Clinical Supervision for health professionals uses Role Theory to help assist people in understanding the roles that people assume in response to their environment. Applying this model helps explore emotional, cognitive and behavioural elements, identifying, naming and analysing these. It helps the supervisee to explore workplace interactions and relationship with colleagues, patients and families. It also helps create safe reflection in analysing and understanding stressful experience in the work environment and the challenges of working within complex organisational systems.
Clinical Supervision is not:
Supervision has been a term that, in the past, has had a punitive connotation and been experienced by some as a negative experience and outcome, particularly in the health sector. Clinical Supervision is not a punitive experience or a mechanism of policing. It is a distinct model of reflective practice and support. Reflective Supervision is not something to start as a last-ditch effort, but something to integrate into your professional practice to help you to grow and thrive. It is not something that only happens if something goes wrong, it’s something that is a positive, supportive ongoing part of professional development.
Finding time for regular Clinical Supervision and Reflection is important
Finding time has been frequently cited as a barrier to attending Clinical Supervision, as such, it’s something that we encourage professionals to build into their working routine. It sits in the professional, rather than personal domain while acknowledging that health care professionals regularly undertake highly stressful and emotional work.
The supervisee to supervisor relationship is supportive and non-hierarchical. And is underpinned by the development of trust, over time. There is a focus to supporting and developing, care and acceptance, without the need for justification.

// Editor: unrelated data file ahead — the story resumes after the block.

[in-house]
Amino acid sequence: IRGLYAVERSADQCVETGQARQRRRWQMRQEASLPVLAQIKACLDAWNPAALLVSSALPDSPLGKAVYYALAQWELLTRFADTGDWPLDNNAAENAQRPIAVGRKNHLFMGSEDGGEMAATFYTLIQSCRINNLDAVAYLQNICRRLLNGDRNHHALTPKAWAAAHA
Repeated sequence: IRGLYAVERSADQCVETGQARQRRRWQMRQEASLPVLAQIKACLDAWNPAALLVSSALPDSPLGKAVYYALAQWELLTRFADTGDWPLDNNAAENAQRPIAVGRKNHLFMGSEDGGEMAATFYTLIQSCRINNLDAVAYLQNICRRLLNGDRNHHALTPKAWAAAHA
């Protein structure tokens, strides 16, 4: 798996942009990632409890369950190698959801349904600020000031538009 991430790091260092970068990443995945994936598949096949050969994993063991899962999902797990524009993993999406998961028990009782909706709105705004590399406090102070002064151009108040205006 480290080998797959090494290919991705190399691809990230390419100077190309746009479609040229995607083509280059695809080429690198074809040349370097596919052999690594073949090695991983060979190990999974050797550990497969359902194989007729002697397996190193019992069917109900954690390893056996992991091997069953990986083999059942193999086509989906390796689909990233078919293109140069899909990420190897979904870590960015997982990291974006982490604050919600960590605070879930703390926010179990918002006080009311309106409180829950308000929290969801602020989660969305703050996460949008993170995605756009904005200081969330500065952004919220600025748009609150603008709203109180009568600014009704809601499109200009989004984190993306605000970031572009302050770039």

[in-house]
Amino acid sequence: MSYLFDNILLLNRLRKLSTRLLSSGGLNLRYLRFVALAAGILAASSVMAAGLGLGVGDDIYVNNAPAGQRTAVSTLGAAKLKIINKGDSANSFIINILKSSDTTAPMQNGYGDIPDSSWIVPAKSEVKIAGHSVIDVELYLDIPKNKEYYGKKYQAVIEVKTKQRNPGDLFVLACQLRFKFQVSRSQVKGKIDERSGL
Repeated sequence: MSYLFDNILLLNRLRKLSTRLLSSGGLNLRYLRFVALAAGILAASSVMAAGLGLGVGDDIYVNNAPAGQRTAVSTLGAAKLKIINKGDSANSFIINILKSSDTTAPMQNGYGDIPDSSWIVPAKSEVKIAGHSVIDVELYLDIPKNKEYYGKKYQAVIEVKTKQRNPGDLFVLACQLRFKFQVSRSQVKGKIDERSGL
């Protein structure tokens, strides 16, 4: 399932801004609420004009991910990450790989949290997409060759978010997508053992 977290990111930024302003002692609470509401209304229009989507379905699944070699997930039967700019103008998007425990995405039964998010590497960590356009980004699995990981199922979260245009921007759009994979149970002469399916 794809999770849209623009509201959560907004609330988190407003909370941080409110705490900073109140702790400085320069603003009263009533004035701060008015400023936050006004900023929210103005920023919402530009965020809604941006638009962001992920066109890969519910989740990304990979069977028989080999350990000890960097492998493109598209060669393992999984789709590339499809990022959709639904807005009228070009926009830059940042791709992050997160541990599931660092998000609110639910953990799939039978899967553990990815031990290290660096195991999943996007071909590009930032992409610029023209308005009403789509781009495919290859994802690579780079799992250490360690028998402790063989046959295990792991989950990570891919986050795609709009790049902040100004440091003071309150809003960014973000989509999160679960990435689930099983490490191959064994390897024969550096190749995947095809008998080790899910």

What are the benefits of Reflective Supervision and regular Clinical Supervision sessions?
Recorded benefits have included an increase in confidence, feeling supported and valued as well as improved team relationships, communication and self-care.
Feedback for clinical supervision has been things like, ‘it really boosted morale and got people motivated,’ and, ‘it made a difference’ to daily working life.
There is a growing body of evidence that the benefits of Clinical Supervision include:
- feeling more supported within the work environment
- increased level of knowledge
- increased confidence
- Reduced levels of stress and anxiety
- Fewer instances of burnout
- Improved retention of staff
- Improved collegial and cross discipline communication
At Reflective Supervision you make the decisions
Clinical Supervision is an enlivening experience for the supervisee, where they start to value the opportunity for self-care. Clinical Supervision is regular, protected time for facilitated in-depth reflection on clinical practice. It aims to enable the supervisee to achieve, sustain and creatively develop a high-quality practice through the means of focussed support and development.
Is Reflective Supervision right for you?
Are you looking to improve your emotional wellbeing in the workplace? Are you looking for an opportunity for non-critical, confidential and safe reflection?
When staff know what clinical supervision is, trust the process, and negotiate the time needed to attend, the benefits of professional development are huge.